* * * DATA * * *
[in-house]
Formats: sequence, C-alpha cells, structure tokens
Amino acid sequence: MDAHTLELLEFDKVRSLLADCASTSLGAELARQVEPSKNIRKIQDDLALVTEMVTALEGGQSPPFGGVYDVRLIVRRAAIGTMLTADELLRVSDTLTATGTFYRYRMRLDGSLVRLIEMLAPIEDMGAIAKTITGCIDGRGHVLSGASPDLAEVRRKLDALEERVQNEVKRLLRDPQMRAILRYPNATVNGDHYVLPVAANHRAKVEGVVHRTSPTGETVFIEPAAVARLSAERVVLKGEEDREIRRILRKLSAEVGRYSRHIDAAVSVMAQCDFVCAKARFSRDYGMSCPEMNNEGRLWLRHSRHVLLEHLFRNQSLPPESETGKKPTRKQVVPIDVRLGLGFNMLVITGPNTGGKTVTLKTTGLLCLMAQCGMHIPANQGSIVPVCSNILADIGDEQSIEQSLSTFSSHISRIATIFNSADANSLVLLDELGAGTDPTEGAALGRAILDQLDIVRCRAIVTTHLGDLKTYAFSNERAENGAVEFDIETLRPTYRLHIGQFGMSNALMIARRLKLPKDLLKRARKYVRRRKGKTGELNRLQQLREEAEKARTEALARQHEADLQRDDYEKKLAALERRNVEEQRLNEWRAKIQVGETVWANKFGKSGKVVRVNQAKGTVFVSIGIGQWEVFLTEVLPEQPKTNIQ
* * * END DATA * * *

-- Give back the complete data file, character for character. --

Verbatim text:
[in-house]
Formats: sequence, C-alpha cells, structure tokens
Amino acid sequence: MDAHTLELLEFDKVRSLLADCASTSLGAELARQVEPSKNIRKIQDDLALVTEMVTALEGGQSPPFGGVYDVRLIVRRAAIGTMLTADELLRVSDTLTATGTFYRYRMRLDGSLVRLIEMLAPIEDMGAIAKTITGCIDGRGHVLSGASPDLAEVRRKLDALEERVQNEVKRLLRDPQMRAILRYPNATVNGDHYVLPVAANHRAKVEGVVHRTSPTGETVFIEPAAVARLSAERVVLKGEEDREIRRILRKLSAEVGRYSRHIDAAVSVMAQCDFVCAKARFSRDYGMSCPEMNNEGRLWLRHSRHVLLEHLFRNQSLPPESETGKKPTRKQVVPIDVRLGLGFNMLVITGPNTGGKTVTLKTTGLLCLMAQCGMHIPANQGSIVPVCSNILADIGDEQSIEQSLSTFSSHISRIATIFNSADANSLVLLDELGAGTDPTEGAALGRAILDQLDIVRCRAIVTTHLGDLKTYAFSNERAENGAVEFDIETLRPTYRLHIGQFGMSNALMIARRLKLPKDLLKRARKYVRRRKGKTGELNRLQQLREEAEKARTEALARQHEADLQRDDYEKKLAALERRNVEEQRLNEWRAKIQVGETVWANKFGKSGKVVRVNQAKGTVFVSIGIGQWEVFLTEVLPEQPKTNIQ